A review of the 1983 feature, on Amazon, says: “Before it became a Wallace-and-Gromit ghetto, model animation was pioneered by Cosgrove Hall – and this is arguably their magnum opus. Beautifully produced, lovingly detailed, with a great vocal cast and classy score, it has the nerve to stick closely to the book. As a result it is the best screen version by miles and, in my opinion, likely to remain so.” To which I can only say “hear, hear!”

Thursday, 3 February 2011


I know that many Londoners complain about their public transport. The overcrowding is a problem, of course, and one that I have recently experienced. I’ve seen how often people don’t even try to get on to a Tube or Overground train because there is not even any standing room; not even “room for a small one?”

However, I’d suggest that one thing they could do, in order to feel better about the transport where they live, is to spend a few months outside the capital and then go back to London to see the difference. OK, compared with most other European capitals London’s system could be improved, but let’s judge by British standards. We have many unique qualities but, as we all know, we are not world-famous for efficient public transport.

Last week I was “up in town”, as we yokels say, for a Facebook marketing seminar at the Thistle Marble Arch. The Thursday session finished just before 18:45 and I had to get up to my daughter’s flat in Haringey; some considerable distance, which would require at least one change, whether I went by bus or train. I knew I needed to go east, then north, and I didn’t want to take a bus along Oxford Street as I know how slow that can be on a Thursday, i.e. late-shopping night. As I left the hotel into a side-street, three buses pulled up, all going north; wonderful! One was going to The Angel so I figured that would do as a first leg. Sure enough it got me to Camden Town within 20 mins. Leaping out there, I found a 29 heading north for Haringey, right behind it. So I got on board and was soon at my destination.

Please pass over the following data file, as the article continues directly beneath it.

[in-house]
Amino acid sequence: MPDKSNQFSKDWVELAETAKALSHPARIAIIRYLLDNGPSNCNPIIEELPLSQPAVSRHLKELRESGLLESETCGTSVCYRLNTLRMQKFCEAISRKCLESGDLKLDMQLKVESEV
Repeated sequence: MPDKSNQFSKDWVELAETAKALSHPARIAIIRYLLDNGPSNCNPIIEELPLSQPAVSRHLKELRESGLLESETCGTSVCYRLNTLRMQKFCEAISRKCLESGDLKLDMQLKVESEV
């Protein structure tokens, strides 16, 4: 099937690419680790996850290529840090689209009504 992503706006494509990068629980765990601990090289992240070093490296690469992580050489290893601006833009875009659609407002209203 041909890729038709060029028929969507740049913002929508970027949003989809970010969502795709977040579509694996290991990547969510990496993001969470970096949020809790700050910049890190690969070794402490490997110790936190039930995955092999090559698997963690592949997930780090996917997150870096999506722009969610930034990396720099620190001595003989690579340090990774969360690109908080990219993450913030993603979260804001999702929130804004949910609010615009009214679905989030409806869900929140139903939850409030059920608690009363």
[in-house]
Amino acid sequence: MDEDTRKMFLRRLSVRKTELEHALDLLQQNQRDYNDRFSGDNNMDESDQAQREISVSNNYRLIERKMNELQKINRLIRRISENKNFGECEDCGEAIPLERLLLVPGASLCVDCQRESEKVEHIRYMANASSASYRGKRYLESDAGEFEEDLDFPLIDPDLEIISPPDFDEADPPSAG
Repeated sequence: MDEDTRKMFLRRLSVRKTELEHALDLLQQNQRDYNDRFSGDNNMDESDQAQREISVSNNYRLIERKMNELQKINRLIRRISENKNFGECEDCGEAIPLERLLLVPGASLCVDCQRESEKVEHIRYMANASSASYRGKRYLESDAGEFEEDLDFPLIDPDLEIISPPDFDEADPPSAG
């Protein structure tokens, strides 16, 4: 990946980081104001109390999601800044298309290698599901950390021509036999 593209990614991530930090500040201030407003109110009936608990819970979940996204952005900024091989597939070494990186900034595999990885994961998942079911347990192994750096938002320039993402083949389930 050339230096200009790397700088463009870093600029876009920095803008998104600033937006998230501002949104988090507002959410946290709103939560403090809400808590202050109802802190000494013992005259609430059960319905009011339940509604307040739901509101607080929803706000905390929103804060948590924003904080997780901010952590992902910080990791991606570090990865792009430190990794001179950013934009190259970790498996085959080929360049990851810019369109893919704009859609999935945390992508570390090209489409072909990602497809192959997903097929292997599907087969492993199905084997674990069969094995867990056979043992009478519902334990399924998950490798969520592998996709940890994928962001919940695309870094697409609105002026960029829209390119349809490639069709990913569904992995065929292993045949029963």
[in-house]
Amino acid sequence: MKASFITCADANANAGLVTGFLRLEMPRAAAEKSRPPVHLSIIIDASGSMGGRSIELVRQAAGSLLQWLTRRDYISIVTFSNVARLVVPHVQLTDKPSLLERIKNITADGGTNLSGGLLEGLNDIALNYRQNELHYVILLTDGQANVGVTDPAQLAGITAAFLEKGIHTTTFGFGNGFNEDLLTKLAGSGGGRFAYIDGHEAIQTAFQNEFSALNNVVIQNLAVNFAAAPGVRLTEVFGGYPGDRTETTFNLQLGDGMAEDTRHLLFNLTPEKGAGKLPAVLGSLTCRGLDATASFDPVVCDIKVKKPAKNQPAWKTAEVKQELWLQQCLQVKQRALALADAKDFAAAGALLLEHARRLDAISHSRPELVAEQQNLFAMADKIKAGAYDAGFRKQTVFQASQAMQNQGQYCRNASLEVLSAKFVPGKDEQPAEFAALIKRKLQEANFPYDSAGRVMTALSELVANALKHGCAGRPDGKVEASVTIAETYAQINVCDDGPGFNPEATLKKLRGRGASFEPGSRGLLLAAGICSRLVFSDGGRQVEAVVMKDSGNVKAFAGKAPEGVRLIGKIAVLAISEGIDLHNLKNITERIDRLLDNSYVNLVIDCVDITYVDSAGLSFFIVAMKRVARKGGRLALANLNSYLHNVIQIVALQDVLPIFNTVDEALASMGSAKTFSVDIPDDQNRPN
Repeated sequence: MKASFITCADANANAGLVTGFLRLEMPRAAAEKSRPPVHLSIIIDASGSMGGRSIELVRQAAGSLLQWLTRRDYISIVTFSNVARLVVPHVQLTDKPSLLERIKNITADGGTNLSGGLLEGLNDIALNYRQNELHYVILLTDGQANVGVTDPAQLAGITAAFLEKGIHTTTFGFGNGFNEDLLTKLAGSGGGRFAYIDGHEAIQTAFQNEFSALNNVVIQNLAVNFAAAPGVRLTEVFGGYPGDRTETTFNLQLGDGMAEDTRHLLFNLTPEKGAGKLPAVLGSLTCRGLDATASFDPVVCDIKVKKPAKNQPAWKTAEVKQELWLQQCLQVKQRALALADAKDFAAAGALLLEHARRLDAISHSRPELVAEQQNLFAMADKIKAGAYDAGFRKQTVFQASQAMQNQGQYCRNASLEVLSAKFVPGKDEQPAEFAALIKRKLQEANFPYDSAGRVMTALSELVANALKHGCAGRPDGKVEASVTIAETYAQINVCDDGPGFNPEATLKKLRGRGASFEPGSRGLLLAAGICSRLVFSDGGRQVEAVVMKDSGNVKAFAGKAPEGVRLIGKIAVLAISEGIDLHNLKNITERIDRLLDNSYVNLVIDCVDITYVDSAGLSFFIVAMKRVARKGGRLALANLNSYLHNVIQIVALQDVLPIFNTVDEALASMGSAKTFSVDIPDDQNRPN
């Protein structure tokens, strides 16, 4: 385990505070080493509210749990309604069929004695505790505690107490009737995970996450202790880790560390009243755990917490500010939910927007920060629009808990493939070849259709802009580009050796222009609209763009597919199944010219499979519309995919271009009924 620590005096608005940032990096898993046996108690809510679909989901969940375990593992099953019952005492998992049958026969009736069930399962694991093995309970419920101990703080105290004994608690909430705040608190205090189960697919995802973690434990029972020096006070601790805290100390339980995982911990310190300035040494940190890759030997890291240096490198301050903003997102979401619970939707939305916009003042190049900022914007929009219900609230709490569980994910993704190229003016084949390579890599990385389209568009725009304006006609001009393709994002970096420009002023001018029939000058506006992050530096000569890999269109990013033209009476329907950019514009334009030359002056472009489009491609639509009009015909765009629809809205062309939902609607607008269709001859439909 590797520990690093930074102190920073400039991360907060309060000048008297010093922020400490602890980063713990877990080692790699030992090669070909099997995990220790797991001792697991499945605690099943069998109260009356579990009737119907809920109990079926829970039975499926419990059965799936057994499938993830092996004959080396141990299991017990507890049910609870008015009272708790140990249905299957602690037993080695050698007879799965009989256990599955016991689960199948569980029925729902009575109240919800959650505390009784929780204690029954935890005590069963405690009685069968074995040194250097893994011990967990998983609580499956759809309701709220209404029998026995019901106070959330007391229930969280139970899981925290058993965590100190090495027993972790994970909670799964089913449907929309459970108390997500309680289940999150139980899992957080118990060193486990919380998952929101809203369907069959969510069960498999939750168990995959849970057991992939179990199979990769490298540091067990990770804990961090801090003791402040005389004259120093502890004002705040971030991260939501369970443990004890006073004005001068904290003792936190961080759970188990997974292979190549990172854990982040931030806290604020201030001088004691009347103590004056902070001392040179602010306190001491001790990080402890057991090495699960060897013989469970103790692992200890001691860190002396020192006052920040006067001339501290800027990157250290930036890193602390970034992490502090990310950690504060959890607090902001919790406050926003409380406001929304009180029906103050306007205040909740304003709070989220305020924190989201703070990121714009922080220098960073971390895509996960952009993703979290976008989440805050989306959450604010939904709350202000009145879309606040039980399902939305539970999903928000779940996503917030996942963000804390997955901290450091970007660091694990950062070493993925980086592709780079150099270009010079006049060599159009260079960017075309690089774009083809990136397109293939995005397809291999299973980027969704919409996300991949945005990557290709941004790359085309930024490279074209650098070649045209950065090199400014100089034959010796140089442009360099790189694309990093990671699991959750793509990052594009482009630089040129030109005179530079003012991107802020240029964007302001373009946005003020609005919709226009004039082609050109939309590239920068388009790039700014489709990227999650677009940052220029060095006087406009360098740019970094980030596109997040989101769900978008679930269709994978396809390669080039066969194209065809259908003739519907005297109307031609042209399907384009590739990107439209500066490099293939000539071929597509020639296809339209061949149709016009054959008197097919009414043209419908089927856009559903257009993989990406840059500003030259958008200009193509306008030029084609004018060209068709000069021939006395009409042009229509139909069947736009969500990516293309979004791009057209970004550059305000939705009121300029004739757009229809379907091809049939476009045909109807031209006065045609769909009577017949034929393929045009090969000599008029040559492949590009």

I waited less than 30 seconds for both buses. Luck of the Irish, you might say. Maybe, but at that time of the evening you might have had to wait 30 minutes in the city where I live, not 30 seconds. I got a seat both times, I might add.

The next morning, I used trains just for variety. Leaving my daughter’s at 08:00, I was at Haringey Station at 08:02; a southbound train arrived 2 mins later. Changing at Highbury, I walked across the platform to a Victoria Line train two minutes later and then changed at Oxford Circus. I was at Marble Arch station at 08:30. That was less than 30 mins after setting out from Haringey station. Look at the map and you’ll see that was something.

You might like or dislike Ken Livingston’s politics; like or dislike his talent for self-promotion that led to the slogan “Mayor of London” being so ubiquitous. As a non-Londoner, however, I am impressed with how efficiently the capital’s public transport functions. Strikes permitting, Transport for London gets my vote.

Please, please, Ken, now you have some spare time I beg you to come and fix the public transport here!

Friday, 14 January 2011

Shock horror: the guard drops. A politician saying what he's thinking. Malfunction of usual filter system.

Radio 4 interviewer on ‘Today’ programme this morning: "Your party normally does well in by-elections; how do you explain ... " (i.e. the fact they didn't win the Oldham East by-election)

Lib Dem President Tim Farron: "We are also a party that is not normally in power. Don't know if you'd noticed."